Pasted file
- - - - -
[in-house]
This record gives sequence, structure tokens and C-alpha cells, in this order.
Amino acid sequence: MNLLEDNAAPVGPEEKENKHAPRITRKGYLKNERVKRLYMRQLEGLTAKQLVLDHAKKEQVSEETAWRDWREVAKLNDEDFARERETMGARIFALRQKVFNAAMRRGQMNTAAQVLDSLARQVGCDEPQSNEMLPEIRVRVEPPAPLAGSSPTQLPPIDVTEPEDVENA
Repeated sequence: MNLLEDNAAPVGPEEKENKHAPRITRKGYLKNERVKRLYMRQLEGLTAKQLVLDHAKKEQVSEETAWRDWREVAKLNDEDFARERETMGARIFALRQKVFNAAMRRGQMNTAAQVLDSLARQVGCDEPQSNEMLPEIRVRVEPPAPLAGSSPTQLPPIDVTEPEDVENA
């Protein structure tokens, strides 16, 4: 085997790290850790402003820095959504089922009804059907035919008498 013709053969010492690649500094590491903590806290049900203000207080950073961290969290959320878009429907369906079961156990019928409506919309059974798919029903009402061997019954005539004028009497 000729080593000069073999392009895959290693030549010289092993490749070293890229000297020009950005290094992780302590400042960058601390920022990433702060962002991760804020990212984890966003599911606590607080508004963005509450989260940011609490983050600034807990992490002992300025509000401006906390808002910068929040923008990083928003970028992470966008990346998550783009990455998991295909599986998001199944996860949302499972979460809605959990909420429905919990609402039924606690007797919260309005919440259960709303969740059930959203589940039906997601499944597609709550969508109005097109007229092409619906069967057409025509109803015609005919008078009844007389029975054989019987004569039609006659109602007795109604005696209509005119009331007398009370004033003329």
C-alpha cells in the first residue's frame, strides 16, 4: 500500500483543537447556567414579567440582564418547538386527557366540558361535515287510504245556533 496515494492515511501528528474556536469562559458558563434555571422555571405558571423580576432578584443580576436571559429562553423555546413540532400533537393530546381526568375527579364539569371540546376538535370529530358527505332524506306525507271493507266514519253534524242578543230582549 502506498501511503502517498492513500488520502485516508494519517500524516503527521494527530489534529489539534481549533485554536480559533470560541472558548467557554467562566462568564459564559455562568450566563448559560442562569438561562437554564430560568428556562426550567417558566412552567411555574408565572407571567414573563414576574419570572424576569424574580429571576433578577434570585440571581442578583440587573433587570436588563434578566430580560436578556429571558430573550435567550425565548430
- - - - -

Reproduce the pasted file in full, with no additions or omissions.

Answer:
[in-house]
This record gives sequence, structure tokens and C-alpha cells, in this order.
Amino acid sequence: MNLLEDNAAPVGPEEKENKHAPRITRKGYLKNERVKRLYMRQLEGLTAKQLVLDHAKKEQVSEETAWRDWREVAKLNDEDFARERETMGARIFALRQKVFNAAMRRGQMNTAAQVLDSLARQVGCDEPQSNEMLPEIRVRVEPPAPLAGSSPTQLPPIDVTEPEDVENA
Repeated sequence: MNLLEDNAAPVGPEEKENKHAPRITRKGYLKNERVKRLYMRQLEGLTAKQLVLDHAKKEQVSEETAWRDWREVAKLNDEDFARERETMGARIFALRQKVFNAAMRRGQMNTAAQVLDSLARQVGCDEPQSNEMLPEIRVRVEPPAPLAGSSPTQLPPIDVTEPEDVENA
């Protein structure tokens, strides 16, 4: 085997790290850790402003820095959504089922009804059907035919008498 013709053969010492690649500094590491903590806290049900203000207080950073961290969290959320878009429907369906079961156990019928409506919309059974798919029903009402061997019954005539004028009497 000729080593000069073999392009895959290693030549010289092993490749070293890229000297020009950005290094992780302590400042960058601390920022990433702060962002991760804020990212984890966003599911606590607080508004963005509450989260940011609490983050600034807990992490002992300025509000401006906390808002910068929040923008990083928003970028992470966008990346998550783009990455998991295909599986998001199944996860949302499972979460809605959990909420429905919990609402039924606690007797919260309005919440259960709303969740059930959203589940039906997601499944597609709550969508109005097109007229092409619906069967057409025509109803015609005919008078009844007389029975054989019987004569039609006659109602007795109604005696209509005119009331007398009370004033003329």
C-alpha cells in the first residue's frame, strides 16, 4: 500500500483543537447556567414579567440582564418547538386527557366540558361535515287510504245556533 496515494492515511501528528474556536469562559458558563434555571422555571405558571423580576432578584443580576436571559429562553423555546413540532400533537393530546381526568375527579364539569371540546376538535370529530358527505332524506306525507271493507266514519253534524242578543230582549 502506498501511503502517498492513500488520502485516508494519517500524516503527521494527530489534529489539534481549533485554536480559533470560541472558548467557554467562566462568564459564559455562568450566563448559560442562569438561562437554564430560568428556562426550567417558566412552567411555574408565572407571567414573563414576574419570572424576569424574580429571576433578577434570585440571581442578583440587573433587570436588563434578566430580560436578556429571558430573550435567550425565548430